A right of way is a path that anyone has the legal right to use on foot, and sometimes other modes of transport:
- public footpaths can be used by walkers
- public bridleways can be used by walkers, horse-riders and pedal cyclists
There are almost 3,000 miles of public rights of way in Dorset: 4,700 footpaths, 1,700 bridleways and 37 byways.
Maintenance of rights of way
Working closely with landowners and volunteers, Dorset Council's Greenspace Management Teams investigate reports received from members of the public and user groups and carry out practical work across the county.
Signposting and waymarking
Dorset Council has a duty to signpost public rights of way where they leave a metalled road. Rights of way are also signposted or waymarked particularly where the route is not obvious.
Stiles and gates
It is the landowner's responsibility to maintain stiles or gates on public rights of way on their land. Dorset Council usually contributes a minimum of 25% of costs.
It is an offence to intentionally obstruct a public right of way. An electric fence across a right of way is an obstruction, regardless of whether the current is live or not. Electric fences alongside a right of way should be adequately signed and give plenty of width to ensure there is no danger of users coming into contact with the electric fence.
Ploughing and cropping
Crossfield paths may be ploughed or cropped as long as the path is reinstated within 14 days. Headland paths should not be ploughed or cropped.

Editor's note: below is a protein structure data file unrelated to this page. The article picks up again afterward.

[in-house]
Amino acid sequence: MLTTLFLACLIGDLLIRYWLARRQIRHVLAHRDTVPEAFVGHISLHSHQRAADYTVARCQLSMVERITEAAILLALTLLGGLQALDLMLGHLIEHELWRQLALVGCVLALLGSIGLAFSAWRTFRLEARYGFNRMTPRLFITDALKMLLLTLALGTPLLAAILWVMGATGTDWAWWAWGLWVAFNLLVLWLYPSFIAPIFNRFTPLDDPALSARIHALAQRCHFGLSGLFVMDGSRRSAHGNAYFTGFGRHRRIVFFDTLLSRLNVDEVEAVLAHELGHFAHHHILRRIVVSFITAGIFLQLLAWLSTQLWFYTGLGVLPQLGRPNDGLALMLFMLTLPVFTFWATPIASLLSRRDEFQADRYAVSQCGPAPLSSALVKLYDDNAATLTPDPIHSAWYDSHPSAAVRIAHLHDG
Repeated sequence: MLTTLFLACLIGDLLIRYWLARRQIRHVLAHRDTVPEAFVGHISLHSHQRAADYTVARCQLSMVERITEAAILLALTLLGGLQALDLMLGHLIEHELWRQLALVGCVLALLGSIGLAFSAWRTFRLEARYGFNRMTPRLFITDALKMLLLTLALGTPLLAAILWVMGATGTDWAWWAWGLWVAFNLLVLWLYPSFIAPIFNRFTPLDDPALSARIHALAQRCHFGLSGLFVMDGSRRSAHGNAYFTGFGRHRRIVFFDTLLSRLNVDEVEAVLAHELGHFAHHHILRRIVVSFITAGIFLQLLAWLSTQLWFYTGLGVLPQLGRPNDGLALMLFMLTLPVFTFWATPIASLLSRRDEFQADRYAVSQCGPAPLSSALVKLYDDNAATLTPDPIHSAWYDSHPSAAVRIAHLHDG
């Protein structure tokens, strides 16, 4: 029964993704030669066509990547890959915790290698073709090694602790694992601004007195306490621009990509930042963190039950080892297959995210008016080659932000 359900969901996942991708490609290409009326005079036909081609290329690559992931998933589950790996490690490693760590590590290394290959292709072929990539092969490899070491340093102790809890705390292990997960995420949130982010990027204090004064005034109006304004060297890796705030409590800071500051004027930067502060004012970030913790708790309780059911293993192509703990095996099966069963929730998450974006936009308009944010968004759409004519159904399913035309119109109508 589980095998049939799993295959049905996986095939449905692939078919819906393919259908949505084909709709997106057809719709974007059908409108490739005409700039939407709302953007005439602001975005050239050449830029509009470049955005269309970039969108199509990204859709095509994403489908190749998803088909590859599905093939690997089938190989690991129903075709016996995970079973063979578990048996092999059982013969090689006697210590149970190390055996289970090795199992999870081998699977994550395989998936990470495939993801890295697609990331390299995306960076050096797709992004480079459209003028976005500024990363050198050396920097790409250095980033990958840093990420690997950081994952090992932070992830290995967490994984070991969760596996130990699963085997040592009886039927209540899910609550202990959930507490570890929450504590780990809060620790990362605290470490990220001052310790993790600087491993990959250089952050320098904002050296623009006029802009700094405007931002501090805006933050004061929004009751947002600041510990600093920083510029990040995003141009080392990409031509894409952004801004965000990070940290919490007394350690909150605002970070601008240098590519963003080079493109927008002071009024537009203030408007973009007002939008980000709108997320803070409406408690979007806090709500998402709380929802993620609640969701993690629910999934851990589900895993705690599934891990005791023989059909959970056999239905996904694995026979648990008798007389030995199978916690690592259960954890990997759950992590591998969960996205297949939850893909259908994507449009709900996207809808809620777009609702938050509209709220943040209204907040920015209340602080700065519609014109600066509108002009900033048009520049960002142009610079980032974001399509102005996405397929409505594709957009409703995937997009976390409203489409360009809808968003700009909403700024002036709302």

Landowners are responsible for cutting back hedges, trees or shrubs overhanging a public right of way. Surface vegetation or undergrowth on rights of way, such as nettles or brambles, are the responsibility of Dorset Council.
Section 59 of the Wildlife & Countryside Act 1981 bans the keeping of bulls in fields crossed by a right of way, unless they are under the age of 10 months or not of a recognised dairy breed, provided they're accompanied by cows or heifers (young female cows).
Bridges should be in a safe condition for public use. Not all bridges on public rights of way are owned by Dorset Council, however regardless of ownership, we have a duty of care to ensure that all bridges associated with public rights of way are in a safe condition. Generally, we maintain bridges over natural watercourses. Although there are exceptions, privately-owned bridges have a higher private right i.e. private drives and access tracks. Larger bridges over man-made obstacles such as railway lines are usually the responsibility of a third party such as Network Rail.
Dorset Council is responsible for the maintenance of the surface of rights of way according to the status of the path; for example a footpath will be maintained up to footpath standard even if it may also be used by private vehicles.
To contact the correct ranger for a specific area of Dorset you can check on the Greenspace areas and managers map. You can also contact them direct: